We construct and keep on constructing, yet intuition is still a good thing. You can do a good deal without it, but not everything. Where intuition is combined with exact research it speeds up the progress of research. Exactitude winged by intuition is at times best. But because exact research is exact research, it gets ahead even without intuition though perhaps not very quickly. In principle it can do without intuition. It can be logical; it can construct. It can build bridges boldly from one thing to another. It can maintain order in the midst of turmoil.
In art, too, there is room enough for exact research, and the gates have been open now for quite some time. What was accomplished in music before the end of the eighteenth century has hardly been begun in the pictorial field. Mathematics and physics provide a lever in the form of rules to be observed or contradicted. They compel us - a salutary necessity - to concern ourselves first with the function and not with the finished form. Algebraic, geometrical, and mechanical problems are steps in our education towards the essential, towards the functional as opposed to the impressional. We learn to see what flows beneath, we learn the prehistory of the visible. We learn to dig deep and to lay bare. To explain, to analyze.
We learn to look down on formalism and to avoid taking over finished products. We learn the very special kind of progress that leads towards a critical striving backward, towards the earlier on which the later grows. We learn to get up early to familiarize ourselves with the course of history. We learn cogent truths on the way from causes to facts. We learn to digest. We learn to organize movement through logical relations. We learn logic. We learn organism. As a result the tension between us and the finished product eases. Nothing exaggerated - tension inside, behind, underneath. Passionate only deep within. Inwardness.
All this is fine but it has its limits: intuition remains indispensable. We document, explain, justify, construct, organize: these are good things, but we do not succeed in coming to the whole. We have worked hard: but genius is not hard work, despite-the proverb. Genius is not even partly hard work, as might be claimed on the ground that geniuses have worked hard, in spite of their genius. Genius is genius, grace; it is without beginning and end. It is creation. Genius cannot be taught, because it is not a norm but an exception. It is hard to reckon with the unexpected. And yet as leader it is always far ahead. It bursts ahead in the same direction or in another direction. This very day, perhaps, it is already in a place we seldom think of. For from the standpoint of dogma, genius is often a heretic. It has no law other than itself.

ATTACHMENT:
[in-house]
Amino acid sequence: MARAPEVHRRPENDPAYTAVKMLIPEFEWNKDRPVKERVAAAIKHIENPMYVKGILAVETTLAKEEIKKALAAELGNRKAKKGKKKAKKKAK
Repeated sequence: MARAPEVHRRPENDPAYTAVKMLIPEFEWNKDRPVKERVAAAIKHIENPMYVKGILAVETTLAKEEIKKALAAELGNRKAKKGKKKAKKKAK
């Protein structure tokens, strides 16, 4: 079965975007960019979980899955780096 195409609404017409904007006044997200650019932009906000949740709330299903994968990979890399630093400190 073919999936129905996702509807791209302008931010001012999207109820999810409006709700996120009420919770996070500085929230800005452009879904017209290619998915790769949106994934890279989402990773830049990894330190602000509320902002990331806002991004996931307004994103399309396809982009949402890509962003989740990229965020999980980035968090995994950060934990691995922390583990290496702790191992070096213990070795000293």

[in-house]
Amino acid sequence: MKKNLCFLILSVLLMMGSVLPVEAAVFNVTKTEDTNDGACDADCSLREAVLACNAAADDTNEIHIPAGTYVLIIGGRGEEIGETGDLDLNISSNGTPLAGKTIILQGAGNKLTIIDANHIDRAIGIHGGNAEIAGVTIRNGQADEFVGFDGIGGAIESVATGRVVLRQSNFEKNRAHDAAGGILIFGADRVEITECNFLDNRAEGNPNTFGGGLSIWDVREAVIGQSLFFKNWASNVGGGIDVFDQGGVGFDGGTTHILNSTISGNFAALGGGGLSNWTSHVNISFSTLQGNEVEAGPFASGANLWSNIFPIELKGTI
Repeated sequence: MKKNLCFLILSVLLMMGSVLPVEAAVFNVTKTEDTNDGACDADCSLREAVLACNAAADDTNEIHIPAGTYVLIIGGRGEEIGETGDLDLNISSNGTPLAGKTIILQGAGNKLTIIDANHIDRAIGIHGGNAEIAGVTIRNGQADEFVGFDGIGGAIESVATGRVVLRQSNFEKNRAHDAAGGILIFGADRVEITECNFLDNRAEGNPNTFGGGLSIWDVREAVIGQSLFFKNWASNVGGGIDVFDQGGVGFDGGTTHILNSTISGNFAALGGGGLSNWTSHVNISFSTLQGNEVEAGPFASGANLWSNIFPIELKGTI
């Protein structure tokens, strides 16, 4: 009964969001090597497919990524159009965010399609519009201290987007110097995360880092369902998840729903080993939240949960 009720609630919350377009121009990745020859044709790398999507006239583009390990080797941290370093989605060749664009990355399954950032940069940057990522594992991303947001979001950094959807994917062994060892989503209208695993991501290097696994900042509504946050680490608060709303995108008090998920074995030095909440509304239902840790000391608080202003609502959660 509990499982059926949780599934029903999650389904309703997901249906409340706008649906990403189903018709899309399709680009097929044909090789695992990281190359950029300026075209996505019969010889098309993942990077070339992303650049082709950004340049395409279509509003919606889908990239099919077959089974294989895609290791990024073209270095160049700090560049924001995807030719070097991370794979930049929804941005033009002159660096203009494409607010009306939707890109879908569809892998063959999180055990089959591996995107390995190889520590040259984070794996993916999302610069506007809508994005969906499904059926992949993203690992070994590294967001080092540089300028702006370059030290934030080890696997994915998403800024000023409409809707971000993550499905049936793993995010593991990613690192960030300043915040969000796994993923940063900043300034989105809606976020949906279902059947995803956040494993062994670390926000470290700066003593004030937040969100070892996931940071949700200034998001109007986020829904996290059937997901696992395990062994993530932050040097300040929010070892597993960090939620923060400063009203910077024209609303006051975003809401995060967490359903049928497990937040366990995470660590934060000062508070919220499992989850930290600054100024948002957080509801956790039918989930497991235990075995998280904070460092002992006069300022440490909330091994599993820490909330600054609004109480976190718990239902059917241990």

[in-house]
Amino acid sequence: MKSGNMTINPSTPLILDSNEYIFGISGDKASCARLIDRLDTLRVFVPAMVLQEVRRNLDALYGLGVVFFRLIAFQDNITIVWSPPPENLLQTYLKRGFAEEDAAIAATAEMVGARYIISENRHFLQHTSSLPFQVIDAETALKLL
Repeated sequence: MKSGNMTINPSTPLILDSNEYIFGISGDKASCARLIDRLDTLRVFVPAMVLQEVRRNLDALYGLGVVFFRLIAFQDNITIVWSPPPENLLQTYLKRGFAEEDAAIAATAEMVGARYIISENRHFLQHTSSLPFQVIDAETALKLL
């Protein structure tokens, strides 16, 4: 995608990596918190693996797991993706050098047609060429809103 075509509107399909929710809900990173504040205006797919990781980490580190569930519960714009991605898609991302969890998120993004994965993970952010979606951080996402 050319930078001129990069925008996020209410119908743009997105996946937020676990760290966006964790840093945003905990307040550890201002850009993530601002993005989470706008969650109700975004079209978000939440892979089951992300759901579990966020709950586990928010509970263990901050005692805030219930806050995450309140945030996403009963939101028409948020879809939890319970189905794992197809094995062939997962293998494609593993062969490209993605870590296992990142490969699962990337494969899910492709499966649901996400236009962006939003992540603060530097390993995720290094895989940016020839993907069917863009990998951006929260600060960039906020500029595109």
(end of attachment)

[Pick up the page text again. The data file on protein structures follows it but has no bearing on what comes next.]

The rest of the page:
The school had best keep quiet about genius; it had best keep a respectful distance. The school had best lock up the secret and guard it well. For if this secret were to emerge from latency, it might ask illogical and foolish questions.
It would stir up a revolution. Surprise and perplexity. Indignation and expulsion. Out with the total synthetist! Out with the totaliser! We’re against! And the insults would fall like hail: Romanticism! Cosmicism! Mysticism! In the end we should have to call in a philosopher, a magician! Or the great dead, who are dead? We should have to hold classes on holidays outside the school. Out under the trees, with the animals, by the side of brooks. Or on the mountains in the sea.
We should have to give assignments such as: construction of the secret. Sancta ratio chaotica! Scholastic and ridiculous. And yet that would be the assignment if construction accounted for everything.
But we may as well calm down: construction is not absolute. Our virtue is this: by cultivating the exact we have laid the foundations for a science of art, including the unknown X, making a virtue of necessity.
Irregularity means greater freedom without transgressing the law.
The conflict between universal and restricted application. The partial choice has expressed itself as an absolute structure (omission of the universal) or as a relative structure. Accented, but at the same time susceptible of being measured by the law which forms a part of it.
All figuration relates the general to the particular. It is more personal or less, according to the nature of the relation.
But if the priests ask sternly: 'What is this shocking anomaly you are producing?’ - the absolute structure makes it possible to prove after the fact that the law has been observed, while the relative structure includes the proof, rejects the question, and makes the proof unnecessary. Thus the absolute is more free in its gesture, but not in its essence. Many things are free without showing it; others are free only in a very limited sense but present a free appearance in the freedom of this gesture.
— First published in 'Bauhaus, Vierteijahrzeitschrift fur Gestaltung vol.2, No.2' in 1928.Public Domainmonoskop.orgArt Theory